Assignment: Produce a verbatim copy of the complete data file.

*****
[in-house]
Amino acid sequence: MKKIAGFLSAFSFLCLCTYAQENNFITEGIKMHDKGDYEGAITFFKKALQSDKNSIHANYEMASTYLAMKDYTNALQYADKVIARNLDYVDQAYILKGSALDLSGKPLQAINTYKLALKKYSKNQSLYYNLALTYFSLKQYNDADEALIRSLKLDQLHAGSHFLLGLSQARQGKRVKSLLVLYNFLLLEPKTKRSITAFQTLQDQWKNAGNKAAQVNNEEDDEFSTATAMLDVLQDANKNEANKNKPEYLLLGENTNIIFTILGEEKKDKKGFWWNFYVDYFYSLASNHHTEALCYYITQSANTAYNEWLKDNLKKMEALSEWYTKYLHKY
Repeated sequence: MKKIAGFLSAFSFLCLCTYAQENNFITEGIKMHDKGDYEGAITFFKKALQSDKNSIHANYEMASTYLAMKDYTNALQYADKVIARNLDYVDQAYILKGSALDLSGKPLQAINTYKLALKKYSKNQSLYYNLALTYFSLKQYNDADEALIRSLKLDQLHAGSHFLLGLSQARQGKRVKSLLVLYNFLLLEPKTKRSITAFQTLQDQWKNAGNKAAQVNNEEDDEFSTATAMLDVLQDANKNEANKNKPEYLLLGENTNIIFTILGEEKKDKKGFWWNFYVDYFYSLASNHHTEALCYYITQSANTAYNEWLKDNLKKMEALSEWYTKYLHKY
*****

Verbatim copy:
[in-house]
Amino acid sequence: MKKIAGFLSAFSFLCLCTYAQENNFITEGIKMHDKGDYEGAITFFKKALQSDKNSIHANYEMASTYLAMKDYTNALQYADKVIARNLDYVDQAYILKGSALDLSGKPLQAINTYKLALKKYSKNQSLYYNLALTYFSLKQYNDADEALIRSLKLDQLHAGSHFLLGLSQARQGKRVKSLLVLYNFLLLEPKTKRSITAFQTLQDQWKNAGNKAAQVNNEEDDEFSTATAMLDVLQDANKNEANKNKPEYLLLGENTNIIFTILGEEKKDKKGFWWNFYVDYFYSLASNHHTEALCYYITQSANTAYNEWLKDNLKKMEALSEWYTKYLHKY
Repeated sequence: MKKIAGFLSAFSFLCLCTYAQENNFITEGIKMHDKGDYEGAITFFKKALQSDKNSIHANYEMASTYLAMKDYTNALQYADKVIARNLDYVDQAYILKGSALDLSGKPLQAINTYKLALKKYSKNQSLYYNLALTYFSLKQYNDADEALIRSLKLDQLHAGSHFLLGLSQARQGKRVKSLLVLYNFLLLEPKTKRSITAFQTLQDQWKNAGNKAAQVNNEEDDEFSTATAMLDVLQDANKNEANKNKPEYLLLGENTNIIFTILGEEKKDKKGFWWNFYVDYFYSLASNHHTEALCYYITQSANTAYNEWLKDNLKKMEALSEWYTKYLHKY